The Hazards Of Amateur Journalism

 

              canadian press handout photo   

Think anybody with a notebook or a camera is a journalist?  Think again.   Years of training and fine tuning go into creating  the kind of experienced reporter who knows how to separate the wheat from the chaff while retaining an objective point of view, crafting it into an interesting story and not getting killed in the process.   A piece by Ian Austen in this morning’s NY Times about Canadian waitress turned “citizen journalist” Amanda Lindhout, who was held by Somali kidnappers for 15 months speaks directly to the safety issue.   Being kidnapped and possibly killed are a couple of minor issues any number of aspiring “citizen journalists” may not be thinking about as they pack up their little cameras and head for parts of the world that could be hazardous to one’s health.

I’ve always found the term “citizen journalist” to be insulting at best.   “Amateur journalists” or journalist wannabees” would be more more accurate descriptions.  Journalists who spend years honing their skills can’t be replaced by wide-eyed newbies, lacking credentials but armed with handy-cams and notebooks or gallons of hairspray and buckets of makeup who think journalism is something anybody can do.  What nonsense.   That kind of naivete leads to the type of situation Austen writes about in the Times.   It is also destroying the news “filter” that once determined what is and is not, legitimate news.   Losing that filter is the bigger danger.   It threatens the survival of our Republic, which will not stand without the open flow of honest and accurate information about our political process and national, state and local institutions.  What we used to call the news.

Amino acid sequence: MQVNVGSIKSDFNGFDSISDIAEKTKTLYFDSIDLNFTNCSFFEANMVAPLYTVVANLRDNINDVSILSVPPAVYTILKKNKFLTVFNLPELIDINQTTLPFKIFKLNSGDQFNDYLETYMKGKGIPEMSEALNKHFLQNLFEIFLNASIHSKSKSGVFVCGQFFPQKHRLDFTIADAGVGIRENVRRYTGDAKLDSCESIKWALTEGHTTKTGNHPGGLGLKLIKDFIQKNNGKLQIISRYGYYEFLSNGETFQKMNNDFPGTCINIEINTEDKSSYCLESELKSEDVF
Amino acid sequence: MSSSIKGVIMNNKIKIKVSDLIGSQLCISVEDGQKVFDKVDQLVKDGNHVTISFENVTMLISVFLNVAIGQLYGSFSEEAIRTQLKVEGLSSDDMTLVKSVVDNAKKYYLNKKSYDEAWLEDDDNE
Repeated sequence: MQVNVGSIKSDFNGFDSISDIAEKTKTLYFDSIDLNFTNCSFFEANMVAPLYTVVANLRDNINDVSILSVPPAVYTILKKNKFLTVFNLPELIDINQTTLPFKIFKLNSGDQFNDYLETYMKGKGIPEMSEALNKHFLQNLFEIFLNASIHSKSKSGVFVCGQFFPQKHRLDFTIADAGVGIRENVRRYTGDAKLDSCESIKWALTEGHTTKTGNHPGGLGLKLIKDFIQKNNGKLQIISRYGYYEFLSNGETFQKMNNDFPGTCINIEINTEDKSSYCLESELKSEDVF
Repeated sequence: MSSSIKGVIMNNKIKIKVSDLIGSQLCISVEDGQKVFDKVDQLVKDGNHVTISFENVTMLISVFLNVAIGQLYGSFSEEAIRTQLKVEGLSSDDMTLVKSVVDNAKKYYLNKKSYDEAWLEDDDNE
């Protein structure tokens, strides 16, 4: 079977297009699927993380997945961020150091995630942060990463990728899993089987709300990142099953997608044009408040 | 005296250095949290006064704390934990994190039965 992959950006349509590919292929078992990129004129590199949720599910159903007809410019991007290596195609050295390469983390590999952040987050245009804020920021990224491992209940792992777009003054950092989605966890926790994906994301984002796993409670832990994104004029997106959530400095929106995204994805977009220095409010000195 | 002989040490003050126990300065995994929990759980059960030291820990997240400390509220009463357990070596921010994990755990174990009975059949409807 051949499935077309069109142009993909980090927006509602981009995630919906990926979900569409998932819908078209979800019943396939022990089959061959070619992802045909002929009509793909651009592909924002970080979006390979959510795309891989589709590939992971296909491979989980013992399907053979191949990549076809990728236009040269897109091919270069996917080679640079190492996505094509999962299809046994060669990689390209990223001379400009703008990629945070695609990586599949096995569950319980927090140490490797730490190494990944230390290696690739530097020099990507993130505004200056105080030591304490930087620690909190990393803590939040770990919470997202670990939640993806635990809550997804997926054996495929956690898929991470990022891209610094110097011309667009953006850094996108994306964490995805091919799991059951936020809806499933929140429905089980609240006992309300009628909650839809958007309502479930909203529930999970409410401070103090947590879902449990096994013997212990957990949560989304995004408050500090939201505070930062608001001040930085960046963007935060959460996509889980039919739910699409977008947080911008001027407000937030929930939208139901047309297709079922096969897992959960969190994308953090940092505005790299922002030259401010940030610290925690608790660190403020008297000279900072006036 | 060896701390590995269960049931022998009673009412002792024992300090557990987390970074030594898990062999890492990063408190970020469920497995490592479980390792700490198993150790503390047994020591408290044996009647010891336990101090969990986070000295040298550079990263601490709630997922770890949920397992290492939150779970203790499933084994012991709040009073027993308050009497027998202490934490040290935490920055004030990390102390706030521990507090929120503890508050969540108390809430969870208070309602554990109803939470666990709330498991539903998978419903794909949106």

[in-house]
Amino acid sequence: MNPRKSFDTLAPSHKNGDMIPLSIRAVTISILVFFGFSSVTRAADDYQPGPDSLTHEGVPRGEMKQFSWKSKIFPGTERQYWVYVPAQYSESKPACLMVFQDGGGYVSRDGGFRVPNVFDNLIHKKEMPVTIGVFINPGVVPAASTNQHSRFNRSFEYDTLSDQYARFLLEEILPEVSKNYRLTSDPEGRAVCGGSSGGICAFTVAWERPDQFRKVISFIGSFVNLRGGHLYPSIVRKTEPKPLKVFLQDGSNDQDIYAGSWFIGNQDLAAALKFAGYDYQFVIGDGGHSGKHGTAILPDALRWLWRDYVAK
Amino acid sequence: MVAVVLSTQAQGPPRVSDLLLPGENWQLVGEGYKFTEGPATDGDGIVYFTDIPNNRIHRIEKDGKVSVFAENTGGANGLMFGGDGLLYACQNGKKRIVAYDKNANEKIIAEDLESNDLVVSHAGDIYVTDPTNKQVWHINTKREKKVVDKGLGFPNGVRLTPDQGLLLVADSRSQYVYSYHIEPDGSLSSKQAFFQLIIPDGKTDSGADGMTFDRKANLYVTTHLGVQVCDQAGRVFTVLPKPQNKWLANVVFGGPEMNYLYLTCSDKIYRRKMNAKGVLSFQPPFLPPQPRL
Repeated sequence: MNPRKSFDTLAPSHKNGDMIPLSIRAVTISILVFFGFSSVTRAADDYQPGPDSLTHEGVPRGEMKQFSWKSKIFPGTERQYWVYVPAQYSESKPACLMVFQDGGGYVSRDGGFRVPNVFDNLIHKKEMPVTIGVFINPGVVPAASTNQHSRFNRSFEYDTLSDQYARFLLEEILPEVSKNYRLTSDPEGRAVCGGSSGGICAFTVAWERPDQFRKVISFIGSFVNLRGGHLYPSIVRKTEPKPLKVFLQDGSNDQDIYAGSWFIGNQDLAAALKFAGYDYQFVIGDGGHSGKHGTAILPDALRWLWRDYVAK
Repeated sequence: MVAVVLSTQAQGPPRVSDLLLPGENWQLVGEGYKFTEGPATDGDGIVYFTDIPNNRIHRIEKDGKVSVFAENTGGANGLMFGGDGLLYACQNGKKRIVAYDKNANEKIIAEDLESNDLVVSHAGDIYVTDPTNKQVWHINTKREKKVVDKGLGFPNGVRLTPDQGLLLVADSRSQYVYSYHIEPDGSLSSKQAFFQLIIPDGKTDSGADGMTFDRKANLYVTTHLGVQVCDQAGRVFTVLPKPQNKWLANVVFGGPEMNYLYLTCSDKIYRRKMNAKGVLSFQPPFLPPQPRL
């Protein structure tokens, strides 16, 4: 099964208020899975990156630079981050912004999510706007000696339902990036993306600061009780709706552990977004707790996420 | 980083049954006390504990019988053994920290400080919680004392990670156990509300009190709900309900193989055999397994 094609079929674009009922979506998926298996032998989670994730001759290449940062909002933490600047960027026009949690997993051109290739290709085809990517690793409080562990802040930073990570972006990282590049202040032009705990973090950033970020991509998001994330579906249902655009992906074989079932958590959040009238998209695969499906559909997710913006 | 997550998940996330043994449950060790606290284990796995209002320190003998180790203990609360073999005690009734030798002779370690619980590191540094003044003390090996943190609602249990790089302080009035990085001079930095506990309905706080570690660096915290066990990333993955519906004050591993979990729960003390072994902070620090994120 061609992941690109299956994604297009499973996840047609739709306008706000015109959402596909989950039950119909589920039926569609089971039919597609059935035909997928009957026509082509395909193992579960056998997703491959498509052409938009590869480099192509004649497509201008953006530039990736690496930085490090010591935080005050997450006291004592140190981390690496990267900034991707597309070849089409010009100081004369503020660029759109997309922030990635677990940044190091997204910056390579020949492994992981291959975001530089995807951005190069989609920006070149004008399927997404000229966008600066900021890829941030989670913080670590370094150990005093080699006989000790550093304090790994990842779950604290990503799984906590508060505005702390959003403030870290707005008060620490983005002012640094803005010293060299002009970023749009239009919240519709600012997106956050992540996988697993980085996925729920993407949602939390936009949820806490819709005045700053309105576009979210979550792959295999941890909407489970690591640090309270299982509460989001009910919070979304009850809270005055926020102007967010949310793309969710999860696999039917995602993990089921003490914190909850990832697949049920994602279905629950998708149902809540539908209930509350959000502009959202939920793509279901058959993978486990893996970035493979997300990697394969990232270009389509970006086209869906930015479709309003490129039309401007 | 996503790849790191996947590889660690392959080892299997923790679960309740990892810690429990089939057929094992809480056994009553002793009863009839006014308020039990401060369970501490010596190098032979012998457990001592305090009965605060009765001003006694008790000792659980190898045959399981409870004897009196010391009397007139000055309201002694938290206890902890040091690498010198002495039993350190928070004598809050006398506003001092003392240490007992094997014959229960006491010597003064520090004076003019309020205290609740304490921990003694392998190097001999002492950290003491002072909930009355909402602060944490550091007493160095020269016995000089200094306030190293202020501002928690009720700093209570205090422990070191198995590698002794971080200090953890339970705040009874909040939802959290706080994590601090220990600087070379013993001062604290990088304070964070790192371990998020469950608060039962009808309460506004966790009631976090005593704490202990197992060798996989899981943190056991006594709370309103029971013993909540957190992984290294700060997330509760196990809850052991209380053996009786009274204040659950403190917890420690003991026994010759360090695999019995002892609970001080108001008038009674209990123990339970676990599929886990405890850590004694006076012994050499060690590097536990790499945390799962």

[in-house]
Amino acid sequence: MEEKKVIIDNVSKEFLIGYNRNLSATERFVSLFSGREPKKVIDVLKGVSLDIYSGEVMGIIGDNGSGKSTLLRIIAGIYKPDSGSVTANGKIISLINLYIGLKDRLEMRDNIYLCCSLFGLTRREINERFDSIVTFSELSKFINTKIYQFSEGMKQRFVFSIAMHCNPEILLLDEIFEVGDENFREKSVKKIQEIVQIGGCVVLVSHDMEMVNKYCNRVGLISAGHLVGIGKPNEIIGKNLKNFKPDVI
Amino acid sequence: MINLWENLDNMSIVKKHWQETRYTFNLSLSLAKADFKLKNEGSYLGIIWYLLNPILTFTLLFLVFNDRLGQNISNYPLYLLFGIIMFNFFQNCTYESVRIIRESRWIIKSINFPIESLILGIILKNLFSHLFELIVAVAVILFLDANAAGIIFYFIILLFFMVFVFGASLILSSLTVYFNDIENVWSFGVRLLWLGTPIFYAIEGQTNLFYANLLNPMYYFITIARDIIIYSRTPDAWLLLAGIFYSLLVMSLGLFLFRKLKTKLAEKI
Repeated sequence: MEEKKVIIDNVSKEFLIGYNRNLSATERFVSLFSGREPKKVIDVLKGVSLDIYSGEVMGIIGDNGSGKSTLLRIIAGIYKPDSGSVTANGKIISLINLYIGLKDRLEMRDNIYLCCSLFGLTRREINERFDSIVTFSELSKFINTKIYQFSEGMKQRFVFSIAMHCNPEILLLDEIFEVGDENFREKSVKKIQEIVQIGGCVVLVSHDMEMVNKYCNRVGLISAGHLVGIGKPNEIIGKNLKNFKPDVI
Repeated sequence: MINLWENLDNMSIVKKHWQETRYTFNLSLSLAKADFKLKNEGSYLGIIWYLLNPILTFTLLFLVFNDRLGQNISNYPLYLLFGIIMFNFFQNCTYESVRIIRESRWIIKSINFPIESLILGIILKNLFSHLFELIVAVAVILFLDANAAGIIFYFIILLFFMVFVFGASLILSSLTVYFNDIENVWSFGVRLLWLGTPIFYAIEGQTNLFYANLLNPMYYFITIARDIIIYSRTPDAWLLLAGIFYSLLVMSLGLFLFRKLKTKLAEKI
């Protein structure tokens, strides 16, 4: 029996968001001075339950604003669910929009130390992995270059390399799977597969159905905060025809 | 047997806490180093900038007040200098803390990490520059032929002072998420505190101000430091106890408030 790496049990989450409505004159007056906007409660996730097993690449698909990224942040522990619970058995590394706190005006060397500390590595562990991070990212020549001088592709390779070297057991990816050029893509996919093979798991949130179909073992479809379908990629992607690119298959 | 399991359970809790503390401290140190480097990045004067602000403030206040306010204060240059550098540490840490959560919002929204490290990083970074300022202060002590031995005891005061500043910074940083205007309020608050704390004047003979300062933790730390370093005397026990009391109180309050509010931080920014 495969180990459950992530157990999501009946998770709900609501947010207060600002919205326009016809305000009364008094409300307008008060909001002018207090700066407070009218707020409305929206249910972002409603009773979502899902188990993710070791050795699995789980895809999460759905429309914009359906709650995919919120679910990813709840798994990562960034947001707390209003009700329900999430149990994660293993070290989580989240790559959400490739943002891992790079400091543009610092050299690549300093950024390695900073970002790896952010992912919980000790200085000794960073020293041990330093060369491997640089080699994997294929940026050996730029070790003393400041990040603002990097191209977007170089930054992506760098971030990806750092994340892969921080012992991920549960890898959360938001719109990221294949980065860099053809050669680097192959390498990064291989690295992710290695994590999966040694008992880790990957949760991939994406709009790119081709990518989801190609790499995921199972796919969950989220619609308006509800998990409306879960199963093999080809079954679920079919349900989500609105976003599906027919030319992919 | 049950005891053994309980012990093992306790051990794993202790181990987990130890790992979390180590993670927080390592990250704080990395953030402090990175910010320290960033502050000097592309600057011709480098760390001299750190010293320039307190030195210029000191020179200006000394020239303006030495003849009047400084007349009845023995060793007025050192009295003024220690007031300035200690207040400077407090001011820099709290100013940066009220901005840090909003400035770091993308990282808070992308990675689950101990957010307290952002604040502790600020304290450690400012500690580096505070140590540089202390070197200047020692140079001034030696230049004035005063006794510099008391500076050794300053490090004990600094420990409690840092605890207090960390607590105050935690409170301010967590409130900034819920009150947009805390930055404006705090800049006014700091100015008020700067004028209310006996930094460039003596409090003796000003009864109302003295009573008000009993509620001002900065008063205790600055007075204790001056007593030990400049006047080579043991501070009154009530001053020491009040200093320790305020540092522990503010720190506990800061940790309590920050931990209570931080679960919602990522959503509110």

The filter was made up of professional journalists who spent years learning the traditions and standards that defined the difference between meat-and-potatoes journalism and what passes for news today.   So much of it is nothing but sanguine, superficial junk.  Particularly on the broadcast side where young women no longer dress in business attire.  Here in Los Angeles, some of them look like they are headed for either a backyard barbecue or a high-end cocktail party at Hollywood and Highland.  We’re supposed to take them seriously as they stand there grinning broadly,  clad in cocktail dresses with faux diamond earrings hanging down to their shoulders?   Friends, credibility just flies out the window.

There are lots of  “See spot!  See spot run!  Spot runs fast!! “reporters” out there.  Lots of entertainment, product promotion and mind-numbing meaningless minor criminal activity posing as news.   Anything that’s inexpensive but offers good eye-candy.  At the same time, there appear to be fewer and fewer real journalists trying to determine who Spot is, what made him run, where he is running to, why he’s running, when he might get there and what the larger context of the story might be.  Never mind getting into the “how” factor.

Why not just give it up and animate the whole thing?  We can go to Tweety Bird reporting live from the field and Daffy Duck at the weather map back in the studio.  The really scary thing is, there are news executives who will read this and think it might be a good idea.

Much of the push away from news and into entertainment can be blamed on a largely unregulated system that puts the decision about what journalists should be doing and how it should be done in the hands of Wall Street speculators who demand increased profitability each and every quarter and sales departments all over America that are supposed to meet Wall Street’s insane demands.  Marshall McLuhan and P.T. Barnum were both right.

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